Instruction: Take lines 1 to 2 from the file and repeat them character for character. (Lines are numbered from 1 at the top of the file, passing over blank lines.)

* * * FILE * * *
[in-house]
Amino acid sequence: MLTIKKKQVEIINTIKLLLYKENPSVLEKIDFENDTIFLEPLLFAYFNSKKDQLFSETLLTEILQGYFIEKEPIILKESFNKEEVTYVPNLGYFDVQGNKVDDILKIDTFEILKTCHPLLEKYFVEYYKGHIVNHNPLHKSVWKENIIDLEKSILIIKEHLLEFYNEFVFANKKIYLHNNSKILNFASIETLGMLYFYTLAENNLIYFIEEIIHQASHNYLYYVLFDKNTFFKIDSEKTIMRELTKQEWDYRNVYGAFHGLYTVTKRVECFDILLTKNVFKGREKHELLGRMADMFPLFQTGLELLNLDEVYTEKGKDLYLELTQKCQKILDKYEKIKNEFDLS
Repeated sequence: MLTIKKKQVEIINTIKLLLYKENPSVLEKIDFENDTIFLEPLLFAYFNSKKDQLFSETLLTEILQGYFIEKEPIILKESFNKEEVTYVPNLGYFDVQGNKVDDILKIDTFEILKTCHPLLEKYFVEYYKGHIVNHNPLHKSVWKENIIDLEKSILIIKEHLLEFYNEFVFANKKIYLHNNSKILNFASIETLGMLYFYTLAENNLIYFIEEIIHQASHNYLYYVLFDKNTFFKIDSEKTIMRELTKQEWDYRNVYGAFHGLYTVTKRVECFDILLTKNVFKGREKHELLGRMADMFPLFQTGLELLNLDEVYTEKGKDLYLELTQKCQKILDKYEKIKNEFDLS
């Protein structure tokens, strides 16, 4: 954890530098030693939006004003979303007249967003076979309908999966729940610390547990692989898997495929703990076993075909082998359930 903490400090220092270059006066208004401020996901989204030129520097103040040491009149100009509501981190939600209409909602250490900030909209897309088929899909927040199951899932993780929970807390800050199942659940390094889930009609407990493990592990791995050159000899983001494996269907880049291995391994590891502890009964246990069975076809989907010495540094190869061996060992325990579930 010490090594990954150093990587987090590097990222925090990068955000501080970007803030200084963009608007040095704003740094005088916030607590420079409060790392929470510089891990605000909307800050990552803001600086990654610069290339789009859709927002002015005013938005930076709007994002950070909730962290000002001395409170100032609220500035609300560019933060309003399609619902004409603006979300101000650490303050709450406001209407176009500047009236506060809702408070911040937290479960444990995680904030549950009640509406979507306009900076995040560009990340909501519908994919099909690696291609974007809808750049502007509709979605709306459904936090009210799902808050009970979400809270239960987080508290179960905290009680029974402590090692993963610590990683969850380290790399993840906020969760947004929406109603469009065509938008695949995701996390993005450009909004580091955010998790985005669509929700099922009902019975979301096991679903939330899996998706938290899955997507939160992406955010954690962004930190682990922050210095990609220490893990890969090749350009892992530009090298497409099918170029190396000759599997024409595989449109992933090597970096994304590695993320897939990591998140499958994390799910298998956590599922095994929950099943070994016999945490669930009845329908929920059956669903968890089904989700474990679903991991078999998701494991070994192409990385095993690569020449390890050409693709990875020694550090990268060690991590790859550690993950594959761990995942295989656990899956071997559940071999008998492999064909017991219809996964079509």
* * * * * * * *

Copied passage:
[in-house]
Amino acid sequence: MLTIKKKQVEIINTIKLLLYKENPSVLEKIDFENDTIFLEPLLFAYFNSKKDQLFSETLLTEILQGYFIEKEPIILKESFNKEEVTYVPNLGYFDVQGNKVDDILKIDTFEILKTCHPLLEKYFVEYYKGHIVNHNPLHKSVWKENIIDLEKSILIIKEHLLEFYNEFVFANKKIYLHNNSKILNFASIETLGMLYFYTLAENNLIYFIEEIIHQASHNYLYYVLFDKNTFFKIDSEKTIMRELTKQEWDYRNVYGAFHGLYTVTKRVECFDILLTKNVFKGREKHELLGRMADMFPLFQTGLELLNLDEVYTEKGKDLYLELTQKCQKILDKYEKIKNEFDLS